Antibiotics have been a critical public health tool since the discovery of penicillin in 1928, saving the lives of millions of people around the world. Today, however, the emergence of drug resistance in bacteria is reversing the miracles of the past eighty years, with drug choices for the treatment of many bacterial infections becoming increasingly limited, expensive, and, in some cases, nonexistent. The Centers for Disease Control and Prevention (CDC) estimates that drug-resistant bacteria cause two million illnesses and approximately 23,000 deaths each year in the United States alone. The Centers for Disease Control and Prevention (CDC) estimates that drug-resistant bacteria cause two million illnesses and approximately 23,000 deaths each year in the United States alone (https://www.cdc.gov/drugresistance/). The National Action Plan for Combating Antibiotic-resistant Bacteria provides a roadmap to guide the Nation in rising to this challenge. Developed in response to Executive Order 13676: Combating Antibiotic-Resistant Bacteria - issued by President Barack Obama on September 18, 2014 - the National Action Plan outlines steps for implementing the National Strategy for Combating Antibiotic-Resistant Bacteria and addressing the policy recommendations with regard to antibiotic stewardship as outlined by the President's Council of Advisors on Science and Technology (PCAST). One of the goals of the National Action Plan is the implementation of evidence-based infection control practices can prevent the spread of resistant pathogens and questions the way surgeons use prophylactic antibiotics in the preoperative period.
The scientific rationale for antibiotic prophylaxis is to inhibit or eliminate contaminating microorganisms that gain access to the surgical site during the procedure. Thus, the goal of administering preoperative antibiotics is to allow for adequate tissue (blood, soft tissue, and bone) concentrations by the time of incision. Thus, these antibiotics should exceed the minimum inhibitory concentration (MIC) for the organisms most likely to be encountered for the duration of the operation. While the role of perioperative antibiotic prophylaxis is well established, controversy exists about best clinical practice guidelines with regard to antibiotic regimen and route of administration. The results of the proposed study will be used to establish a clinical practice guidelines for antimicrobial prophylaxis in elective total joint arthroplasty.
Arthropathy of Knee Antibiotic Prophylaxis Joint Diseases Anti-Bacterial Agents Cefazolin Antibiotics, Antitubercular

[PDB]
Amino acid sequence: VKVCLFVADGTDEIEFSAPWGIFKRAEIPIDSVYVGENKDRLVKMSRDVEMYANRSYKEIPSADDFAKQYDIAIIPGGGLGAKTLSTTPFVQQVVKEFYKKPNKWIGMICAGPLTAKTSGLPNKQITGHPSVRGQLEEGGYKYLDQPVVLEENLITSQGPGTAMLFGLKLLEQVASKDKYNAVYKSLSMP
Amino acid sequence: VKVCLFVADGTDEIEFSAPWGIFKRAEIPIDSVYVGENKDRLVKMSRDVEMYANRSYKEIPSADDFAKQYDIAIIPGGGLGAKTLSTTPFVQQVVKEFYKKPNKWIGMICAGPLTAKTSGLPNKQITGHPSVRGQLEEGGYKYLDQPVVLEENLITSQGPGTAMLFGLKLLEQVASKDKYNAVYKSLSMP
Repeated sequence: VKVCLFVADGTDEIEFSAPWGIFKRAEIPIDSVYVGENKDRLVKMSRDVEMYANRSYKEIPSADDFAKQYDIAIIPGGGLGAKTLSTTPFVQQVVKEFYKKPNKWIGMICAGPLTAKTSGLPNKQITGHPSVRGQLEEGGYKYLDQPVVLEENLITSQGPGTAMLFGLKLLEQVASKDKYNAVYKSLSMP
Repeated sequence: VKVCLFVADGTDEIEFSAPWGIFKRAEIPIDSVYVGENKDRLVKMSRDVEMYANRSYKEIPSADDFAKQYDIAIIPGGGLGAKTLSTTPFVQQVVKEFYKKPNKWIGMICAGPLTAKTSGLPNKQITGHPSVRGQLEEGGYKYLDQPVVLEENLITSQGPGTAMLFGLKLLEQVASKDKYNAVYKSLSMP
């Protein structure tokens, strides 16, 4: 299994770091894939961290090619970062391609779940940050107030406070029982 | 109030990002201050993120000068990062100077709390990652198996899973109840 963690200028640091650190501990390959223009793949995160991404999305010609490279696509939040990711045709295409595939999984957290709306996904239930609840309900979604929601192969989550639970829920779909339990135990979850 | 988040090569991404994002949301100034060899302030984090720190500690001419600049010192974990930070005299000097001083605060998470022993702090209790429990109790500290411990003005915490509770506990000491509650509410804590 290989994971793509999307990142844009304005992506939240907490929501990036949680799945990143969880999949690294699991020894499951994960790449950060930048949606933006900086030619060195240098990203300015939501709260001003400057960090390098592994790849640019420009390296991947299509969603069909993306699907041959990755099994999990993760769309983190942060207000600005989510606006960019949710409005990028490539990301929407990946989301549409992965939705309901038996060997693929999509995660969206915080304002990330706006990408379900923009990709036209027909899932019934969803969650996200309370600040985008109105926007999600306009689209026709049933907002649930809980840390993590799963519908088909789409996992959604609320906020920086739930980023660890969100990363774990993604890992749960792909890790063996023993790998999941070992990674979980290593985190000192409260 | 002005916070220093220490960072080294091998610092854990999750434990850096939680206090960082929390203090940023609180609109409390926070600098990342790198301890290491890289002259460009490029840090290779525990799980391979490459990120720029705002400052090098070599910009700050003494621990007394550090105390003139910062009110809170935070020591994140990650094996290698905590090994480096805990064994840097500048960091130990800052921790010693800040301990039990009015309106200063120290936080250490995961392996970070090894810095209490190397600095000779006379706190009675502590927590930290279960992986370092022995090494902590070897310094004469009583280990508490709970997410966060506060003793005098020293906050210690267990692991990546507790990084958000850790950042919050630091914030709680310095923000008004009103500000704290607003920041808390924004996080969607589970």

You can join if…
Open to people ages 18 years and up
- Patient is ≥ 18 years of age
- Patient has no open wounds on operative leg
- Patient is scheduled to undergo elective total knee arthroplasty for posttraumatic, osteoarthritis, avascular necrosis, and/or inflammatory arthritis
- Patient does not have active infection on the operative leg, the operative joint
- Patient is willing to cooperate and follow study protocol and visit schedule
You CAN'T join if...
- Patient is ≤ 18 years of age
- Patient is pregnant
- Patient is unable to provide written consent
- Patient has psychiatric disorder that precludes safe study participation or that necessitates confinement in a custodial environment at home or in a chronic care facility
- Patient has traumatic injury that requires emergent or urgent total knee arthroplasty (e.g. fracture)
- Patient has active infections in the operative leg/joint
- Patient has severe dementia
- Suspicion of illicit drug abuse by patient
- ASA score of 5 & 6
- No application of topical antibiotic powder such as vancomycin in surgical wound
- Intra-operative re-dosing other than specified re-dosing intervals or without excessive blood loss (<1500mL)
- History of prior native septic knee arthritis
- No planned procedure within 90 days of surgery
- University of California, San Francisco
accepting new patients
San Francisco California 94143 United States
- Hoag Orthopedics
accepting new patients
Irvine California 92618 United States
Lead Scientist at UCSF
- Thomas Vail
Professor, Orthopaedic Surgery. Authored (or co-authored) 152 research publications
- accepting new patients
- Start Date
- Completion Date
- Duke University
- Phase 4
- Study Type
- Last Updated